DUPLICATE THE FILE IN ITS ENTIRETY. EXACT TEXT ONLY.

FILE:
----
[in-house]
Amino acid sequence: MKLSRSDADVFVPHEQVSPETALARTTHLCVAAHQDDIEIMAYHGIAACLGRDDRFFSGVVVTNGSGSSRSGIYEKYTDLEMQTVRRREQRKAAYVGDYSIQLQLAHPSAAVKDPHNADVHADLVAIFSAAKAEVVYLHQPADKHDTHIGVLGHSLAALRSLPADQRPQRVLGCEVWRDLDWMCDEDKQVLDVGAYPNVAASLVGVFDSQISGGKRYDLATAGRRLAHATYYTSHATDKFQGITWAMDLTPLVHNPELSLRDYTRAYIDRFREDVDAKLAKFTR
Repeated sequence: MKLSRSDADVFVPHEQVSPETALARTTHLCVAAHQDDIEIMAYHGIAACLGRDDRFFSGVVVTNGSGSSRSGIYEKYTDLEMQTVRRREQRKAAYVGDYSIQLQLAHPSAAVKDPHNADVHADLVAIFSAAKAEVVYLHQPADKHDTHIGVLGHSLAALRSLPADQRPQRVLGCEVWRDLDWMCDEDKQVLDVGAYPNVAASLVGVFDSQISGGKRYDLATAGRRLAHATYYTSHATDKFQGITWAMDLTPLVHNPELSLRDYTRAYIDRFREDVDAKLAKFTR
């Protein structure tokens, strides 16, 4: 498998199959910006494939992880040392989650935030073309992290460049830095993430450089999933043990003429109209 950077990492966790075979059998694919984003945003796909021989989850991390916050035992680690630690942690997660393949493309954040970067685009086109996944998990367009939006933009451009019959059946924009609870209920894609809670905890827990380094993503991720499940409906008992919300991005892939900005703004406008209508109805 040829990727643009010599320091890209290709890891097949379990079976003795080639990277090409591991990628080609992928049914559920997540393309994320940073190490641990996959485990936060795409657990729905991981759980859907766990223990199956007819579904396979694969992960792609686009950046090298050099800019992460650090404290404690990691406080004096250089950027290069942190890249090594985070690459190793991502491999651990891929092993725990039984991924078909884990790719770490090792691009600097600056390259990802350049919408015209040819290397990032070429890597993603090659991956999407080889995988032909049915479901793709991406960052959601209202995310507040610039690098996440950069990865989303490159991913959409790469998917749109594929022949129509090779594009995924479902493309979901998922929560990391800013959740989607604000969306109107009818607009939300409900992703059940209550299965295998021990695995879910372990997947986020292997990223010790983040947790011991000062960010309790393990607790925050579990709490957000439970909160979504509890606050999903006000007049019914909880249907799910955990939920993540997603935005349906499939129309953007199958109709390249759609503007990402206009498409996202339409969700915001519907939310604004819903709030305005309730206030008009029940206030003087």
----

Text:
[in-house]
Amino acid sequence: MKLSRSDADVFVPHEQVSPETALARTTHLCVAAHQDDIEIMAYHGIAACLGRDDRFFSGVVVTNGSGSSRSGIYEKYTDLEMQTVRRREQRKAAYVGDYSIQLQLAHPSAAVKDPHNADVHADLVAIFSAAKAEVVYLHQPADKHDTHIGVLGHSLAALRSLPADQRPQRVLGCEVWRDLDWMCDEDKQVLDVGAYPNVAASLVGVFDSQISGGKRYDLATAGRRLAHATYYTSHATDKFQGITWAMDLTPLVHNPELSLRDYTRAYIDRFREDVDAKLAKFTR
Repeated sequence: MKLSRSDADVFVPHEQVSPETALARTTHLCVAAHQDDIEIMAYHGIAACLGRDDRFFSGVVVTNGSGSSRSGIYEKYTDLEMQTVRRREQRKAAYVGDYSIQLQLAHPSAAVKDPHNADVHADLVAIFSAAKAEVVYLHQPADKHDTHIGVLGHSLAALRSLPADQRPQRVLGCEVWRDLDWMCDEDKQVLDVGAYPNVAASLVGVFDSQISGGKRYDLATAGRRLAHATYYTSHATDKFQGITWAMDLTPLVHNPELSLRDYTRAYIDRFREDVDAKLAKFTR
């Protein structure tokens, strides 16, 4: 498998199959910006494939992880040392989650935030073309992290460049830095993430450089999933043990003429109209 950077990492966790075979059998694919984003945003796909021989989850991390916050035992680690630690942690997660393949493309954040970067685009086109996944998990367009939006933009451009019959059946924009609870209920894609809670905890827990380094993503991720499940409906008992919300991005892939900005703004406008209508109805 040829990727643009010599320091890209290709890891097949379990079976003795080639990277090409591991990628080609992928049914559920997540393309994320940073190490641990996959485990936060795409657990729905991981759980859907766990223990199956007819579904396979694969992960792609686009950046090298050099800019992460650090404290404690990691406080004096250089950027290069942190890249090594985070690459190793991502491999651990891929092993725990039984991924078909884990790719770490090792691009600097600056390259990802350049919408015209040819290397990032070429890597993603090659991956999407080889995988032909049915479901793709991406960052959601209202995310507040610039690098996440950069990865989303490159991913959409790469998917749109594929022949129509090779594009995924479902493309979901998922929560990391800013959740989607604000969306109107009818607009939300409900992703059940209550299965295998021990695995879910372990997947986020292997990223010790983040947790011991000062960010309790393990607790925050579990709490957000439970909160979504509890606050999903006000007049019914909880249907799910955990939920993540997603935005349906499939129309953007199958109709390249759609503007990402206009498409996202339409969700915001519907939310604004819903709030305005309730206030008009029940206030003087």